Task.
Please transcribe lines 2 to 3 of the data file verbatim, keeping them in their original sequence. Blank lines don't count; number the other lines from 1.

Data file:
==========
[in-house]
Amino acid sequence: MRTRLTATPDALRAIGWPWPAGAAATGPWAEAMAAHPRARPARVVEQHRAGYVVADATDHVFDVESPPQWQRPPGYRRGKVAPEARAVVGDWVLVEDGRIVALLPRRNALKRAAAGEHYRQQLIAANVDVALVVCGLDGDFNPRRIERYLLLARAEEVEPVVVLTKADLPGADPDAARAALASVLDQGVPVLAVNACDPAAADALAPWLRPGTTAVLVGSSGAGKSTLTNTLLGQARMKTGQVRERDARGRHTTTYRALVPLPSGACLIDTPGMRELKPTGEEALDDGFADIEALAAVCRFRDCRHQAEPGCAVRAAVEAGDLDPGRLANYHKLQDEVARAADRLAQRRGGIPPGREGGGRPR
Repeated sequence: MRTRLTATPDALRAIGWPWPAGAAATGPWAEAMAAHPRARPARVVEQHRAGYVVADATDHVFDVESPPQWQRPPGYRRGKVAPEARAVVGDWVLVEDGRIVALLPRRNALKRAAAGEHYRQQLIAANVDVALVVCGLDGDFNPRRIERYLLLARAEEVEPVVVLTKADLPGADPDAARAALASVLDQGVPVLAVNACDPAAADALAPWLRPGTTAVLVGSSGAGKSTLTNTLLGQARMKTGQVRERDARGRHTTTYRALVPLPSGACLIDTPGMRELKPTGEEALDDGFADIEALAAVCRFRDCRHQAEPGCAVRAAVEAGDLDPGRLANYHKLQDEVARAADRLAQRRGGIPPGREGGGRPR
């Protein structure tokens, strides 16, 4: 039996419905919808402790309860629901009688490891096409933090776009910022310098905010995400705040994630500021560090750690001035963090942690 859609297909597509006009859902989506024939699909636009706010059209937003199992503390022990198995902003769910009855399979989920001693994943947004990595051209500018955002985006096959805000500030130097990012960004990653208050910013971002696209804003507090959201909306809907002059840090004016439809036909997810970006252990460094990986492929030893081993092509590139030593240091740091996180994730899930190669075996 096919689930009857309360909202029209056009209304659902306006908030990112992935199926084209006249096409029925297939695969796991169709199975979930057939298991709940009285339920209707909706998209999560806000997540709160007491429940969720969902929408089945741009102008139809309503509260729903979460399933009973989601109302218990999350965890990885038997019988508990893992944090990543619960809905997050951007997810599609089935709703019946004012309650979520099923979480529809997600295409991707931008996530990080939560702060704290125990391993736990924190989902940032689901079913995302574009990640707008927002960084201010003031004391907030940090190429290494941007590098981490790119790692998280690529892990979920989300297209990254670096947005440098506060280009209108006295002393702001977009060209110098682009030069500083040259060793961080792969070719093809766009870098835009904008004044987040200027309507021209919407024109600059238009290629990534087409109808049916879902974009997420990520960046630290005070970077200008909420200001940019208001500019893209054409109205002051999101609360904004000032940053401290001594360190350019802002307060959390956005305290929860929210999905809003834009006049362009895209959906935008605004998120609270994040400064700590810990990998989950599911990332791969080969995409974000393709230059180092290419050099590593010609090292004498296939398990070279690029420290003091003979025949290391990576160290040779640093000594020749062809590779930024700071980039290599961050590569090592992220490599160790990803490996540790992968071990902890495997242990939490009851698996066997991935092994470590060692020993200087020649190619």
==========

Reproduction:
Amino acid sequence: MRTRLTATPDALRAIGWPWPAGAAATGPWAEAMAAHPRARPARVVEQHRAGYVVADATDHVFDVESPPQWQRPPGYRRGKVAPEARAVVGDWVLVEDGRIVALLPRRNALKRAAAGEHYRQQLIAANVDVALVVCGLDGDFNPRRIERYLLLARAEEVEPVVVLTKADLPGADPDAARAALASVLDQGVPVLAVNACDPAAADALAPWLRPGTTAVLVGSSGAGKSTLTNTLLGQARMKTGQVRERDARGRHTTTYRALVPLPSGACLIDTPGMRELKPTGEEALDDGFADIEALAAVCRFRDCRHQAEPGCAVRAAVEAGDLDPGRLANYHKLQDEVARAADRLAQRRGGIPPGREGGGRPR
Repeated sequence: MRTRLTATPDALRAIGWPWPAGAAATGPWAEAMAAHPRARPARVVEQHRAGYVVADATDHVFDVESPPQWQRPPGYRRGKVAPEARAVVGDWVLVEDGRIVALLPRRNALKRAAAGEHYRQQLIAANVDVALVVCGLDGDFNPRRIERYLLLARAEEVEPVVVLTKADLPGADPDAARAALASVLDQGVPVLAVNACDPAAADALAPWLRPGTTAVLVGSSGAGKSTLTNTLLGQARMKTGQVRERDARGRHTTTYRALVPLPSGACLIDTPGMRELKPTGEEALDDGFADIEALAAVCRFRDCRHQAEPGCAVRAAVEAGDLDPGRLANYHKLQDEVARAADRLAQRRGGIPPGREGGGRPR